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All surfing lessons - beginners through to pro - progress through the skills of surfing according to the students' abilities and previous experience. The instructors will start by checking the surf conditions with you and lead into the warm up to prepare your body for a session of surfing fun, entertainment and improvement. Beginners sessions will cover the basics of riding a surfboard and how to catch a wave, surf awareness and ocean conditions (rips, currents, tides) all whilst you are on the beach.
The focus is to introduce you as a beginner surfer to the pure thrill and addiction of surfing a great wave, but also to educate you on the dangers of the ocean and the importance of fitness and safety. Techniques you will learn include: How to ride a surfboard, surf awareness, surf safety, warm-up and stretches.
Book a surfing lesson, Or buy a learn to surf voucher today.
The origins of surfing
Surfing was a central part of ancient Polynesian culture, and the chief was the most skilled wave rider in the community with the best board made from the best tree. Moreover, the ruling class had the best beaches and the best boards, and commoners were not allowed on the same beaches, but they could gain prestige by their ability to ride the surf on their extremely heavy boards. Surfing permeated ancient Polynesian society, including religion and myth, and Polynesian chiefs would demonstrate and confirm their authority by the skills they displayed in the surf.
The art of surfing was first observed by Europeans in 1767, by the crewmembers of the Dolphin at Tahiti. Later, Lieutenant James King, wrote about the art when completing the journals of Captain James Cook upon Cook's death in 1779.
Australia's love of surfing was born when, in 1915, Hawaiian surfer Duke Kahanamoku rode a surfboard for the first time in Australia at Harbord, on Sydney’s northern beaches. A statue of the Duke on the northern headland commemorates the event.
Learn the lingo!
• Regular/Natural foot - Right foot on back of board
• Goofy foot - Left foot on back of board
• Take off - the start of a ride
• Drop in - dropping into (engaging) the wave, most often as part of standing up
• Snaking, Drop in on, cut off, or "burn" - taking off on a wave in front of someone closer to
the peak (considered inappropriate)
• Duck dive - pushing the board underwater, nose first, and diving through an oncoming wave instead of riding it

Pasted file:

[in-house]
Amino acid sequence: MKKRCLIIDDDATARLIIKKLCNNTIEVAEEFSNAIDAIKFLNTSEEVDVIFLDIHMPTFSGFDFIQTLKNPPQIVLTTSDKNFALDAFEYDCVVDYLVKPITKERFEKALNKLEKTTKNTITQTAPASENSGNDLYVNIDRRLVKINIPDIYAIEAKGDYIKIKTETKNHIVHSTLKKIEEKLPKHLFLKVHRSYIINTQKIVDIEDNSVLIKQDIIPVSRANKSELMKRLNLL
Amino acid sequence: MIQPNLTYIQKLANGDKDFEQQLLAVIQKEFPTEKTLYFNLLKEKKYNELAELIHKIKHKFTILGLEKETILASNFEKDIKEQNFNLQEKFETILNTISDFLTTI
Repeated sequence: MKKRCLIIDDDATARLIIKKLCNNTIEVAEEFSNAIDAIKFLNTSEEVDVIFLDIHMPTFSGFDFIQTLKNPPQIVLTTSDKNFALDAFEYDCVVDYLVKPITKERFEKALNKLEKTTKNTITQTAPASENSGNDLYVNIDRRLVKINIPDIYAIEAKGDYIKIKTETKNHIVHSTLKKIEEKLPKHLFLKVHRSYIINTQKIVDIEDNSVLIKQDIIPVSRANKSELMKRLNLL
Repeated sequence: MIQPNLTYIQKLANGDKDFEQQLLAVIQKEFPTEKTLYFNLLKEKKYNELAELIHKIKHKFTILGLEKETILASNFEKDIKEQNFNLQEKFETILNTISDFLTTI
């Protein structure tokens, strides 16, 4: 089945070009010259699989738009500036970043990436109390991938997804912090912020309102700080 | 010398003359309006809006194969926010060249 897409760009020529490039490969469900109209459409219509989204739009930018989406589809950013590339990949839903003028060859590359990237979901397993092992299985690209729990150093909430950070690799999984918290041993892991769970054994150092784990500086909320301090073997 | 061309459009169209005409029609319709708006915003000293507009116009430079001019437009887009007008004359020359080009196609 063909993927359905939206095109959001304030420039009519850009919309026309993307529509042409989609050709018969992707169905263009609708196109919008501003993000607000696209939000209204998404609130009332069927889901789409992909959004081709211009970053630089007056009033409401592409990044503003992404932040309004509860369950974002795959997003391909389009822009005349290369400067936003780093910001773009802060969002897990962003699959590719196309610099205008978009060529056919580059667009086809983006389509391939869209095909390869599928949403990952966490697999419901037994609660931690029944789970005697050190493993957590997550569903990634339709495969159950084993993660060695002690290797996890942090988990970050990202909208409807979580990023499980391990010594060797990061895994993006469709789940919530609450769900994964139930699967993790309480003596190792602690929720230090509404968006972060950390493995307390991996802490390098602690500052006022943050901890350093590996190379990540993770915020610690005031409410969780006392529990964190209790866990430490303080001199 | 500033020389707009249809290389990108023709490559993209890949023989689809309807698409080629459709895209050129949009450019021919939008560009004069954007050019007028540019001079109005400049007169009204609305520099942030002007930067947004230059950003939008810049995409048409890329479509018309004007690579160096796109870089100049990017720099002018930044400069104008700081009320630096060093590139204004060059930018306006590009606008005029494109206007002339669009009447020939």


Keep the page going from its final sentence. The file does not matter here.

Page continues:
• Snaking/Back-Paddling - paddling around someone to get into the best position for a wave (in essence, stealing it)
• Pop-up - Going from lying on the board to standing, all in one jump
• Bottom turn - the first turn at the bottom of the wave
• Shoulder - the unbroken part of the wave
• Cutback - a turn cutting back toward the breaking part of the wave
• Fade - on takeoff, aiming toward the breaking part of the wave, before turning sharply and
surfing in the direction the wave is breaking towards
• Over the falls - When a surfer falls and the wave carries him in a circular motion with the lip of the wave, also
referred to as the "wash cycle", being "pitched over" and being "sucked over" because the wave can suck
the surfer off of the bottom and draw him or her "over the falls."
• Pump - an up/down carving movement that generates speed along a wave
• Stall - slowing down by shifting weight to the tail of the board or putting a hand in the water
• Floater - riding up on the top of the breaking part of the wave, and coming down with it
• Hang-five/hang ten - putting five or ten toes respectively over the nose of a longboard
• Hang Heels - Facing backwards and putting the surfers' heels over the edge of a longboard.
• Re-entry - hitting the lip vertically and re-rentering the wave in quick succession.
• Switch-foot - having equal ability to surf regular foot or goofy foot (i.e. left foot forward or right foot forward)
- like being ambidextrous
• Tube riding/Getting barreled - riding inside the hollow curl of a wave
• Carve - turns (often accentuated)
• Pearl - accidentally driving the nose of the board underwater, generally ending the ride
• Off the Top - a turn on the top of a wave, either sharp or carving
• Snap - a quick, sharp turn off the top of a wave
• Fins-free snap (or "fins out") - a sharp turn where the fins slide off the top of the wave
• Air/Aerial - riding the board briefly into the air above the wave, landing back upon the wave, and continuing to ride.
• Grom/Grommet - young surfer (usually under 15 or so)
• Wipe Out- Falling off your surfboard while riding a wave. Accident while involved with surfing.